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By Staff Writers Calen McKinney and James Roberts
The County is holding off on its agreement to pay $650,000 to the City for annual operation of countywide emergency and dispatch services.
On Monday night, Campbellsville City Council members voted to ask Taylor County Fiscal Court to continue the terms of the current interlocal agreement for two more years. At that meeting, Campbellsville Mayor Tony Young asked the Council for its OK to ask the County to continue contributing $650,000 annually for rescue and E-911 services. The current agreement expires June 30.
Young said he has only been in office for two months and that isn't enough time to suggest any changes to the agreement, and, as such, he recommends no changes for the next two years.
"Given time, I think I could make some changes that would benefit the City and County," Young said.
Councilman Mike Hall Jr. said that the last time he talked with County officials, the County had not allocated any funding for the agreement beyond June.
Councilman David Nunery made a motion to allow Young to make the request. Councilman Richard Jeter seconded the motion, which was approved unanimously. All members were present.
Young said he would write a letter to the Fiscal Court making the request. Taylor County Judge/Executive Eddie Rogers received that letter, addressed to himself and the magistrates, on Tuesday.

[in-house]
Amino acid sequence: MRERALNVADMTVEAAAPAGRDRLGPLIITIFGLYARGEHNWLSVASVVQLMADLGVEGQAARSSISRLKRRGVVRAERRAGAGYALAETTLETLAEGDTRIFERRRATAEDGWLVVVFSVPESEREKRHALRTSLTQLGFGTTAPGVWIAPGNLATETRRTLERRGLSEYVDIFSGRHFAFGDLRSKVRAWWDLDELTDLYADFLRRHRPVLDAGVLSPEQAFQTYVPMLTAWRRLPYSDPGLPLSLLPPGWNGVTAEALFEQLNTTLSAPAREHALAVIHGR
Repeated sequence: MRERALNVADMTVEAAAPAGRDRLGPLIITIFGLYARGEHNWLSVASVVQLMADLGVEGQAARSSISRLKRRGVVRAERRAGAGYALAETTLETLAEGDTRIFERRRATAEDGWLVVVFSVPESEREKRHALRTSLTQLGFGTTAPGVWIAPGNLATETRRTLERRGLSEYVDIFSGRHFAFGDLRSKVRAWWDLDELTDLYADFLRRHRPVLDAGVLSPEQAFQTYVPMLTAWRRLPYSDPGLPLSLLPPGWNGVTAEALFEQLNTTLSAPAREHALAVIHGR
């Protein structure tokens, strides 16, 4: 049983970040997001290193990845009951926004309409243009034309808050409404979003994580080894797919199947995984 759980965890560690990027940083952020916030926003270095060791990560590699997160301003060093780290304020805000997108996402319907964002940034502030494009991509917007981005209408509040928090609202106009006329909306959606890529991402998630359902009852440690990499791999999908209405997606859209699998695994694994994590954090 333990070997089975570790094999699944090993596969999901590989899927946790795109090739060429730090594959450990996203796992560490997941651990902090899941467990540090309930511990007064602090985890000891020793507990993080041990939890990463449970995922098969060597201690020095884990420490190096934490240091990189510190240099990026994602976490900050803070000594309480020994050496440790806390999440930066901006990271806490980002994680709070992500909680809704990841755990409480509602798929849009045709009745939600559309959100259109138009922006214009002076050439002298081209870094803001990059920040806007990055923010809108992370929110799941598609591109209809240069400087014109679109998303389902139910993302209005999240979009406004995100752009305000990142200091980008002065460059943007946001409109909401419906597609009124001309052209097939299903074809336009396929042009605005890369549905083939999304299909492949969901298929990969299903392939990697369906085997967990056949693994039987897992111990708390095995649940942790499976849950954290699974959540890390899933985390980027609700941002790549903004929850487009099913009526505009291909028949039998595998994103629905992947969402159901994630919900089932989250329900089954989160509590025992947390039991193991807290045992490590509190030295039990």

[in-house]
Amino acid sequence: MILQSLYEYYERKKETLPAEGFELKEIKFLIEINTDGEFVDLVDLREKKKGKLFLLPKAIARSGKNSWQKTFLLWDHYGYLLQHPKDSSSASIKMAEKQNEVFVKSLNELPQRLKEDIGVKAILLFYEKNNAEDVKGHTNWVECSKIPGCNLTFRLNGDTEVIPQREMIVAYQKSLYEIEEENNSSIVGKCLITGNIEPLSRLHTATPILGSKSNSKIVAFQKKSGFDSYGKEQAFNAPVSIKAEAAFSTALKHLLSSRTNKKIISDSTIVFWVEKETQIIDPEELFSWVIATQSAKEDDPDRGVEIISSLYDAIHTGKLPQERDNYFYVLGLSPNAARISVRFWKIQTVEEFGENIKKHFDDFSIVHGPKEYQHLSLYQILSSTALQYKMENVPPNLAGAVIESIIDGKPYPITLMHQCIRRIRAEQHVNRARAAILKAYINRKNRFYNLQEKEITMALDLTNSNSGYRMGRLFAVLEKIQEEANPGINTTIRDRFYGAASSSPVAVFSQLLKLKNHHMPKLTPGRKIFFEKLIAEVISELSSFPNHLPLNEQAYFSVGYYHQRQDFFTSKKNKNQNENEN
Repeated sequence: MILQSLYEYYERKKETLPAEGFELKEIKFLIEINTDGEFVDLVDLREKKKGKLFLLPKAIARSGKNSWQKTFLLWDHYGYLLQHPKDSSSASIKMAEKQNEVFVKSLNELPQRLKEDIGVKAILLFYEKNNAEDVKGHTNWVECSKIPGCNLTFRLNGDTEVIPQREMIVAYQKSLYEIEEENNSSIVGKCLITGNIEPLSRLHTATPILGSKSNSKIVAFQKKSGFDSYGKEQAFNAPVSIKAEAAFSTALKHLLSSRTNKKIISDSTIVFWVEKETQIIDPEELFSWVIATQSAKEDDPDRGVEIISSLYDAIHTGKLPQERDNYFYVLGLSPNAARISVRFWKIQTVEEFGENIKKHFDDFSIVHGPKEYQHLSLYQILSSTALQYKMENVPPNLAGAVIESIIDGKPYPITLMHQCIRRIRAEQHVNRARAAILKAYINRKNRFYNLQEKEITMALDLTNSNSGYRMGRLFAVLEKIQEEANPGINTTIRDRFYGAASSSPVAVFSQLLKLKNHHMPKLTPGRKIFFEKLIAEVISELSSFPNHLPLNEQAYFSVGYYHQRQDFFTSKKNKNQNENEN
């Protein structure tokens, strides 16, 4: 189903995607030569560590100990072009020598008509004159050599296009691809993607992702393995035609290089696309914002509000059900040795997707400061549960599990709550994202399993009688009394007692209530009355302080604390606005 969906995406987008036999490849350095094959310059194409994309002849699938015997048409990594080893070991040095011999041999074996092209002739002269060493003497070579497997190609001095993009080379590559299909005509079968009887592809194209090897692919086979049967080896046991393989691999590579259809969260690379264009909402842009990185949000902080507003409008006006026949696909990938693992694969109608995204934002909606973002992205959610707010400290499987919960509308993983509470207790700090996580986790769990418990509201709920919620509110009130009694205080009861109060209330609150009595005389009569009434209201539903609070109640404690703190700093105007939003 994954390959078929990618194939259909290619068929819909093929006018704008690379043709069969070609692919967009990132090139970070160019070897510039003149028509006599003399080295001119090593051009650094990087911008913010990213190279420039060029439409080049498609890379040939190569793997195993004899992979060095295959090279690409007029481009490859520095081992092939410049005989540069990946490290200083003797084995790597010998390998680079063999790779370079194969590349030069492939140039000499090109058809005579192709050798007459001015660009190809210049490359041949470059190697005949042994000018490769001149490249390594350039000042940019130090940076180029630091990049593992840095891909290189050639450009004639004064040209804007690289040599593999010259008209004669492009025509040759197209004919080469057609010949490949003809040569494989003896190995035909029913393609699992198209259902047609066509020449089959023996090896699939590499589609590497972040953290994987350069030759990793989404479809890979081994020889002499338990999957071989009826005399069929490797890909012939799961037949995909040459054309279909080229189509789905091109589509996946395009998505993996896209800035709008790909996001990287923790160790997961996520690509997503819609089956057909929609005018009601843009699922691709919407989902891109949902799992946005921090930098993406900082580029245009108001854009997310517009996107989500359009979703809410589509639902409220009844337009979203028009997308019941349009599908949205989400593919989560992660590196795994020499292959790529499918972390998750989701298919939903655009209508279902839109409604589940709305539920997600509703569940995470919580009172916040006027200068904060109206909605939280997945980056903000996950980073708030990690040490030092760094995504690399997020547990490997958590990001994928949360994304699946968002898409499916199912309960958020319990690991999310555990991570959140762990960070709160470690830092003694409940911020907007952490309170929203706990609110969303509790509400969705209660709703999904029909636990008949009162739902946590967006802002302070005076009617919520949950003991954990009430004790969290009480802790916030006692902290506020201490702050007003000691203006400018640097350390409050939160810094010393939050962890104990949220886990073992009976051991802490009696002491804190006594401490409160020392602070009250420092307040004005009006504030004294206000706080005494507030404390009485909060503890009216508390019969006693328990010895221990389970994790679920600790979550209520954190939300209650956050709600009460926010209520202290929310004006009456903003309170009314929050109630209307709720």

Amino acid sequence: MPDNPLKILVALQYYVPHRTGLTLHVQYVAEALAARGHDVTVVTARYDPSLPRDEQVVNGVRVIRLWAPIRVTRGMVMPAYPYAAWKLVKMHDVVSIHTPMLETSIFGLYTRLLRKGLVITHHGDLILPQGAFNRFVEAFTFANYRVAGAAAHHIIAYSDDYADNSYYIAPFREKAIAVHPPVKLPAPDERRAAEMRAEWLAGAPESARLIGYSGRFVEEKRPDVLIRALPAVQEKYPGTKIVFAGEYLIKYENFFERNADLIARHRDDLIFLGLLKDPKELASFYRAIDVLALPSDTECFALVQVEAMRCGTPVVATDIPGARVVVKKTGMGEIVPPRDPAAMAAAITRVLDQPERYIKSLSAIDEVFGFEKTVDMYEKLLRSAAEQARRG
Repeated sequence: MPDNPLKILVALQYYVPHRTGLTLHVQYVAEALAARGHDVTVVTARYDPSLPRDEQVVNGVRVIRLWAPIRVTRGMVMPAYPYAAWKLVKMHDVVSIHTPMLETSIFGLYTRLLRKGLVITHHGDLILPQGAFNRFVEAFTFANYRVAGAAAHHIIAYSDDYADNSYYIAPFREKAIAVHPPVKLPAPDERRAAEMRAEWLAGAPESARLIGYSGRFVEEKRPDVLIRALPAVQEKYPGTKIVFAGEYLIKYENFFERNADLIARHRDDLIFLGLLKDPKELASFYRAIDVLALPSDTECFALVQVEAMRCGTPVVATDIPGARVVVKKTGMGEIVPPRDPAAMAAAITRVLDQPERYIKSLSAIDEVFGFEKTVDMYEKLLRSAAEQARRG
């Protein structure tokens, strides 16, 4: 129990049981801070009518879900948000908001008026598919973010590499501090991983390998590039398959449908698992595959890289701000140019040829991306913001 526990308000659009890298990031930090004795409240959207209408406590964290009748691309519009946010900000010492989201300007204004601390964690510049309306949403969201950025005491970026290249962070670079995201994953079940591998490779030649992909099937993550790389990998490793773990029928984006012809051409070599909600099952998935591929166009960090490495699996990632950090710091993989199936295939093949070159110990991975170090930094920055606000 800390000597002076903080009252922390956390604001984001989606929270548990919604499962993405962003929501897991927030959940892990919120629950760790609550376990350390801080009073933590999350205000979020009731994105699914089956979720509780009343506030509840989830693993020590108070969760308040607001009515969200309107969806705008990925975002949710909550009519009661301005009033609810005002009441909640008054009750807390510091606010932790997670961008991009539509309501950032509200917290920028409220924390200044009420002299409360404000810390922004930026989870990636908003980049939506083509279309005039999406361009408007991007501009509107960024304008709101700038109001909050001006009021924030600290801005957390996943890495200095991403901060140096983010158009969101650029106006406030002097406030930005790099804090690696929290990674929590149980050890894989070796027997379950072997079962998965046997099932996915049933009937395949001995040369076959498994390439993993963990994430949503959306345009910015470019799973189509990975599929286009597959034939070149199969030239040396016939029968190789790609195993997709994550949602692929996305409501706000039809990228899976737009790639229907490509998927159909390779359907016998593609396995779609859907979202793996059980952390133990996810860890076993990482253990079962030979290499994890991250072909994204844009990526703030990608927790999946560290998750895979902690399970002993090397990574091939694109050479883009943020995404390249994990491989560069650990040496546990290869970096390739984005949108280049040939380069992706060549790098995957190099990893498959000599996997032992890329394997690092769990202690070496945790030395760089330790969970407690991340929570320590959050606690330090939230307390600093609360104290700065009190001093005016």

During Tuesday night's regular Fiscal Court meeting, Rogers said that magistrates were given a copy of Young's letter.
Magistrate Matt Pendleton said he doesn't believe the Court can take any action on the request just yet because the County's Budgets, Audits and Personnel Committee has a meeting set for Monday to begin discussion of its general fund for the upcoming 2011-2012 fiscal year.
Pendleton made a motion to allow that discussion to take place before considering the City's request. Magistrate Ed Gorin seconded and the other magistrates unanimously agreed. All attended the meeting.
The Committee meeting on Monday will begin at 5:30 p.m. at the Taylor County Courthouse and is open to the public. The Committee also met this past Monday and discussed the 2011-2012 road and jail funds. For more on that meeting, see a related story in this issue.
The subject of interlocal agreements between the City and County has been in the spotlight since 1999.
While the City first proposed an occupational tax, the County countered with a proposal for a tax split between both governments. After several revisions, an agreement in 2002 split a 1 percent occupational tax evenly after payments were made for tax office expenses and economic development contributions.
In April 2009, Fiscal Court members voted to break that agreement after Fiscal Court members were faced with a large shortfall in the 2009-2010 jail budget.
A month later, the Court approved an agreement to pay $650,000 a year for the next two years for emergency and dispatch services. At that point, the Court said it would keep all of the Countywide 1 percent occupational tax.
In June 2009, the City enacted its own 1 percent tax.
Former Campbellsville Mayor Brenda Allen said the $650,000 contribution from the County wasn't anywhere near the $1.5 million share of occupational taxes the City had been receiving and action had to be taken to continue providing City services.